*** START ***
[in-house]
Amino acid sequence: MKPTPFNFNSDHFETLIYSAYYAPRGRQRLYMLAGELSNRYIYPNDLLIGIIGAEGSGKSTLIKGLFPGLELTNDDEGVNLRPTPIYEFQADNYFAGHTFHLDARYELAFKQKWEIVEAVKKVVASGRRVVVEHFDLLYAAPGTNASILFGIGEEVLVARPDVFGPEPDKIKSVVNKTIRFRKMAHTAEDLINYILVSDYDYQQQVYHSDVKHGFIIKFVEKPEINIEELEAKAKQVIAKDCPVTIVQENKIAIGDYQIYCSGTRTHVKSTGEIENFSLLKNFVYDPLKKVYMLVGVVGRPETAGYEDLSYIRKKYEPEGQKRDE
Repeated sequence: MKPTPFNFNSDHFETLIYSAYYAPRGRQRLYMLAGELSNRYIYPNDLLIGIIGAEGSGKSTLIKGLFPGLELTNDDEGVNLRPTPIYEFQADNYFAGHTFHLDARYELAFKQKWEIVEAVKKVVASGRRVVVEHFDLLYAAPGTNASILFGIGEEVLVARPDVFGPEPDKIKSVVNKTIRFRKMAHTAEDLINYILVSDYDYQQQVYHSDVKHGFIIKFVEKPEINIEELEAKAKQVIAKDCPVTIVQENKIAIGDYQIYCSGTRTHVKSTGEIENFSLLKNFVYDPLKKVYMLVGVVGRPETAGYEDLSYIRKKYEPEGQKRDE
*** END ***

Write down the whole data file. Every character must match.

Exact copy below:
[in-house]
Amino acid sequence: MKPTPFNFNSDHFETLIYSAYYAPRGRQRLYMLAGELSNRYIYPNDLLIGIIGAEGSGKSTLIKGLFPGLELTNDDEGVNLRPTPIYEFQADNYFAGHTFHLDARYELAFKQKWEIVEAVKKVVASGRRVVVEHFDLLYAAPGTNASILFGIGEEVLVARPDVFGPEPDKIKSVVNKTIRFRKMAHTAEDLINYILVSDYDYQQQVYHSDVKHGFIIKFVEKPEINIEELEAKAKQVIAKDCPVTIVQENKIAIGDYQIYCSGTRTHVKSTGEIENFSLLKNFVYDPLKKVYMLVGVVGRPETAGYEDLSYIRKKYEPEGQKRDE
Repeated sequence: MKPTPFNFNSDHFETLIYSAYYAPRGRQRLYMLAGELSNRYIYPNDLLIGIIGAEGSGKSTLIKGLFPGLELTNDDEGVNLRPTPIYEFQADNYFAGHTFHLDARYELAFKQKWEIVEAVKKVVASGRRVVVEHFDLLYAAPGTNASILFGIGEEVLVARPDVFGPEPDKIKSVVNKTIRFRKMAHTAEDLINYILVSDYDYQQQVYHSDVKHGFIIKFVEKPEINIEELEAKAKQVIAKDCPVTIVQENKIAIGDYQIYCSGTRTHVKSTGEIENFSLLKNFVYDPLKKVYMLVGVVGRPETAGYEDLSYIRKKYEPEGQKRDE